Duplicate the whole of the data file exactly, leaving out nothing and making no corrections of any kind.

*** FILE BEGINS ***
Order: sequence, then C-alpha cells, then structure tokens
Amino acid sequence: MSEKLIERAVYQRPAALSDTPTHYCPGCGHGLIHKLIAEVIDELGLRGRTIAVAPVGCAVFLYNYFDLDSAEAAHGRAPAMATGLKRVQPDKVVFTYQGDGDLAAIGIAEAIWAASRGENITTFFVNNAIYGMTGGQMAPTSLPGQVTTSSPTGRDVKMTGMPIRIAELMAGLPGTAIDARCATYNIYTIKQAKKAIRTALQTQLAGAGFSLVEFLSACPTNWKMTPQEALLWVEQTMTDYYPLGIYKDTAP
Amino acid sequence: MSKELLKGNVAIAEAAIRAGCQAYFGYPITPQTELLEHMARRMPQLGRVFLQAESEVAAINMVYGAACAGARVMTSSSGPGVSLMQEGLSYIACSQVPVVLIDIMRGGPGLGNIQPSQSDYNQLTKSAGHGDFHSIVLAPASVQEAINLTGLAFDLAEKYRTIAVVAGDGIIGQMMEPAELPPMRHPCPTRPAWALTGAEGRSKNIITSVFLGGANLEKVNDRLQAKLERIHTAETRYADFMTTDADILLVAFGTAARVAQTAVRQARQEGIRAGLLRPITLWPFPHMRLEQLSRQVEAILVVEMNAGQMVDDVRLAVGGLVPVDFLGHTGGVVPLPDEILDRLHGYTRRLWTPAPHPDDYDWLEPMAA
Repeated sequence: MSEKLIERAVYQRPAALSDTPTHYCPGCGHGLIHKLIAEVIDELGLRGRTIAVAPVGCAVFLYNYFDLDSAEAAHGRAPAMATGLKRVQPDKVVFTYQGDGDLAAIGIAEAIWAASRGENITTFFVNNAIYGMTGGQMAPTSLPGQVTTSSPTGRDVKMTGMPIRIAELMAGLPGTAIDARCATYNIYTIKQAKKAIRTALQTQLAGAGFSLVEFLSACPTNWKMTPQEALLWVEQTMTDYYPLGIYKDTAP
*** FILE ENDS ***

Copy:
Order: sequence, then C-alpha cells, then structure tokens
Amino acid sequence: MSEKLIERAVYQRPAALSDTPTHYCPGCGHGLIHKLIAEVIDELGLRGRTIAVAPVGCAVFLYNYFDLDSAEAAHGRAPAMATGLKRVQPDKVVFTYQGDGDLAAIGIAEAIWAASRGENITTFFVNNAIYGMTGGQMAPTSLPGQVTTSSPTGRDVKMTGMPIRIAELMAGLPGTAIDARCATYNIYTIKQAKKAIRTALQTQLAGAGFSLVEFLSACPTNWKMTPQEALLWVEQTMTDYYPLGIYKDTAP
Amino acid sequence: MSKELLKGNVAIAEAAIRAGCQAYFGYPITPQTELLEHMARRMPQLGRVFLQAESEVAAINMVYGAACAGARVMTSSSGPGVSLMQEGLSYIACSQVPVVLIDIMRGGPGLGNIQPSQSDYNQLTKSAGHGDFHSIVLAPASVQEAINLTGLAFDLAEKYRTIAVVAGDGIIGQMMEPAELPPMRHPCPTRPAWALTGAEGRSKNIITSVFLGGANLEKVNDRLQAKLERIHTAETRYADFMTTDADILLVAFGTAARVAQTAVRQARQEGIRAGLLRPITLWPFPHMRLEQLSRQVEAILVVEMNAGQMVDDVRLAVGGLVPVDFLGHTGGVVPLPDEILDRLHGYTRRLWTPAPHPDDYDWLEPMAA
Repeated sequence: MSEKLIERAVYQRPAALSDTPTHYCPGCGHGLIHKLIAEVIDELGLRGRTIAVAPVGCAVFLYNYFDLDSAEAAHGRAPAMATGLKRVQPDKVVFTYQGDGDLAAIGIAEAIWAASRGENITTFFVNNAIYGMTGGQMAPTSLPGQVTTSSPTGRDVKMTGMPIRIAELMAGLPGTAIDARCATYNIYTIKQAKKAIRTALQTQLAGAGFSLVEFLSACPTNWKMTPQEALLWVEQTMTDYYPLGIYKDTAP